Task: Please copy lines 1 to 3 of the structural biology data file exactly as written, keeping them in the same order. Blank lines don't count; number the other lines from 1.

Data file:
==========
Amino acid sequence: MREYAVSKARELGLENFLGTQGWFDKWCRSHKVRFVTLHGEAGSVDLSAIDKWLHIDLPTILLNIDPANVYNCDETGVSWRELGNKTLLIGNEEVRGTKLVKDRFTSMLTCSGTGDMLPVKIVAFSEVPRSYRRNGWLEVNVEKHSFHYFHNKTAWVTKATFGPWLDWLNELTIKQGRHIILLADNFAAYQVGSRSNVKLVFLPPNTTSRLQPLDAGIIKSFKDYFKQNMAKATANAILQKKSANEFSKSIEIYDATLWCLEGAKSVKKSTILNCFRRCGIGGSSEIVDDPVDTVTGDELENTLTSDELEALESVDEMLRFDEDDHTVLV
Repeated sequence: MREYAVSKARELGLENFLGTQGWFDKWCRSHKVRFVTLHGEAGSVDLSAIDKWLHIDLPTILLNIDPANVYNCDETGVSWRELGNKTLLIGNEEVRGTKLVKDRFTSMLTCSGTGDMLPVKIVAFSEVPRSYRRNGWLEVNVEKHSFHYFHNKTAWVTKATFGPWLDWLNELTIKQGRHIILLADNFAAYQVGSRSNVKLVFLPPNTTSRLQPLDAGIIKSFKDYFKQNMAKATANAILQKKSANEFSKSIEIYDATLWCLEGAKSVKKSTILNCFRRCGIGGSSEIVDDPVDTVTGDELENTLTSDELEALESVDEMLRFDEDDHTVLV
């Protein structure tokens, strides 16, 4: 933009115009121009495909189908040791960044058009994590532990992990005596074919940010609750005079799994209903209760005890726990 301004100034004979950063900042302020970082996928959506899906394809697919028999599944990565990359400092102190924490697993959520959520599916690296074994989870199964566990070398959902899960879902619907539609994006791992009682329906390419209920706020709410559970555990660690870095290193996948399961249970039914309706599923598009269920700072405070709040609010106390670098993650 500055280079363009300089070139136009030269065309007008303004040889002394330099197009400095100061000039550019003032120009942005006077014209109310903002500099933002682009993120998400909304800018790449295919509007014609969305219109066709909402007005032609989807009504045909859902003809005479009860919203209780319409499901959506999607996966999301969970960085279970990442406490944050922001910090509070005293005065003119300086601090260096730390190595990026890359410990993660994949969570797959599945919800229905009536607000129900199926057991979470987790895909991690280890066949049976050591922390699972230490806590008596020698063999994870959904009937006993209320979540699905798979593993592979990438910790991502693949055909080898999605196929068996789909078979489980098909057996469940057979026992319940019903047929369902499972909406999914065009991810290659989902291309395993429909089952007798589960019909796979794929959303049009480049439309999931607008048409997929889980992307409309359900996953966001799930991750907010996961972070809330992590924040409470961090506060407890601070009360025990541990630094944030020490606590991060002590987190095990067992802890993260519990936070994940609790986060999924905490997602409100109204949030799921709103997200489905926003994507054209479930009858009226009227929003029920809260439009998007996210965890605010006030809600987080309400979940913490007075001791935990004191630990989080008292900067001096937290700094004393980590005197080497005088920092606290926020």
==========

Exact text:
Amino acid sequence: MREYAVSKARELGLENFLGTQGWFDKWCRSHKVRFVTLHGEAGSVDLSAIDKWLHIDLPTILLNIDPANVYNCDETGVSWRELGNKTLLIGNEEVRGTKLVKDRFTSMLTCSGTGDMLPVKIVAFSEVPRSYRRNGWLEVNVEKHSFHYFHNKTAWVTKATFGPWLDWLNELTIKQGRHIILLADNFAAYQVGSRSNVKLVFLPPNTTSRLQPLDAGIIKSFKDYFKQNMAKATANAILQKKSANEFSKSIEIYDATLWCLEGAKSVKKSTILNCFRRCGIGGSSEIVDDPVDTVTGDELENTLTSDELEALESVDEMLRFDEDDHTVLV
Repeated sequence: MREYAVSKARELGLENFLGTQGWFDKWCRSHKVRFVTLHGEAGSVDLSAIDKWLHIDLPTILLNIDPANVYNCDETGVSWRELGNKTLLIGNEEVRGTKLVKDRFTSMLTCSGTGDMLPVKIVAFSEVPRSYRRNGWLEVNVEKHSFHYFHNKTAWVTKATFGPWLDWLNELTIKQGRHIILLADNFAAYQVGSRSNVKLVFLPPNTTSRLQPLDAGIIKSFKDYFKQNMAKATANAILQKKSANEFSKSIEIYDATLWCLEGAKSVKKSTILNCFRRCGIGGSSEIVDDPVDTVTGDELENTLTSDELEALESVDEMLRFDEDDHTVLV
């Protein structure tokens, strides 16, 4: 933009115009121009495909189908040791960044058009994590532990992990005596074919940010609750005079799994209903209760005890726990 301004100034004979950063900042302020970082996928959506899906394809697919028999599944990565990359400092102190924490697993959520959520599916690296074994989870199964566990070398959902899960879902619907539609994006791992009682329906390419209920706020709410559970555990660690870095290193996948399961249970039914309706599923598009269920700072405070709040609010106390670098993650 500055280079363009300089070139136009030269065309007008303004040889002394330099197009400095100061000039550019003032120009942005006077014209109310903002500099933002682009993120998400909304800018790449295919509007014609969305219109066709909402007005032609989807009504045909859902003809005479009860919203209780319409499901959506999607996966999301969970960085279970990442406490944050922001910090509070005293005065003119300086601090260096730390190595990026890359410990993660994949969570797959599945919800229905009536607000129900199926057991979470987790895909991690280890066949049976050591922390699972230490806590008596020698063999994870959904009937006993209320979540699905798979593993592979990438910790991502693949055909080898999605196929068996789909078979489980098909057996469940057979026992319940019903047929369902499972909406999914065009991810290659989902291309395993429909089952007798589960019909796979794929959303049009480049439309999931607008048409997929889980992307409309359900996953966001799930991750907010996961972070809330992590924040409470961090506060407890601070009360025990541990630094944030020490606590991060002590987190095990067992802890993260519990936070994940609790986060999924905490997602409100109204949030799921709103997200489905926003994507054209479930009858009226009227929003029920809260439009998007996210965890605010006030809600987080309400979940913490007075001791935990004191630990989080008292900067001096937290700094004393980590005197080497005088920092606290926020």